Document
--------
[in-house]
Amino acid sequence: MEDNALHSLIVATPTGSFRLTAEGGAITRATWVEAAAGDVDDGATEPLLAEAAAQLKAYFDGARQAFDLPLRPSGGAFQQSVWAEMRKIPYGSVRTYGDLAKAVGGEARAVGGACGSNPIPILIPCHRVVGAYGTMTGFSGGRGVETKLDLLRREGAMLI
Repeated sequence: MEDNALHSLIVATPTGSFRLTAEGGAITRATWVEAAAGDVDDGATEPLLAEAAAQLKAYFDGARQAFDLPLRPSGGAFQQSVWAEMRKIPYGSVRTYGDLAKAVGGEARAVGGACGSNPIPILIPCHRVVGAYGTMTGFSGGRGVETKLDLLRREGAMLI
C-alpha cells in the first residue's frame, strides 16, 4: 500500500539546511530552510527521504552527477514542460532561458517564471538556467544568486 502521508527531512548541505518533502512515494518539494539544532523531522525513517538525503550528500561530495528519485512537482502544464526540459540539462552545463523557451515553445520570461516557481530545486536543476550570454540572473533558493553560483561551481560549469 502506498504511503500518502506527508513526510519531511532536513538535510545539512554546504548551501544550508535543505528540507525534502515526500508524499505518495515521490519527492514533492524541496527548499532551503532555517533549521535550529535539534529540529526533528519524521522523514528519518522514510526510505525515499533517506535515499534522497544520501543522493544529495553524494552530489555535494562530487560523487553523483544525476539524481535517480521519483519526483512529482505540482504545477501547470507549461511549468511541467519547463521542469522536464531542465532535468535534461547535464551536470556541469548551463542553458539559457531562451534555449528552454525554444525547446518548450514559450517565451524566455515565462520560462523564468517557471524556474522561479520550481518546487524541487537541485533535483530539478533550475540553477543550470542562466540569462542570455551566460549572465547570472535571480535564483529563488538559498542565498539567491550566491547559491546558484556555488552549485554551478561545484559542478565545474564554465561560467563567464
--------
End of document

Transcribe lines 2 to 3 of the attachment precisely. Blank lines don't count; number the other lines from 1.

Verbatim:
Amino acid sequence: MEDNALHSLIVATPTGSFRLTAEGGAITRATWVEAAAGDVDDGATEPLLAEAAAQLKAYFDGARQAFDLPLRPSGGAFQQSVWAEMRKIPYGSVRTYGDLAKAVGGEARAVGGACGSNPIPILIPCHRVVGAYGTMTGFSGGRGVETKLDLLRREGAMLI
Repeated sequence: MEDNALHSLIVATPTGSFRLTAEGGAITRATWVEAAAGDVDDGATEPLLAEAAAQLKAYFDGARQAFDLPLRPSGGAFQQSVWAEMRKIPYGSVRTYGDLAKAVGGEARAVGGACGSNPIPILIPCHRVVGAYGTMTGFSGGRGVETKLDLLRREGAMLI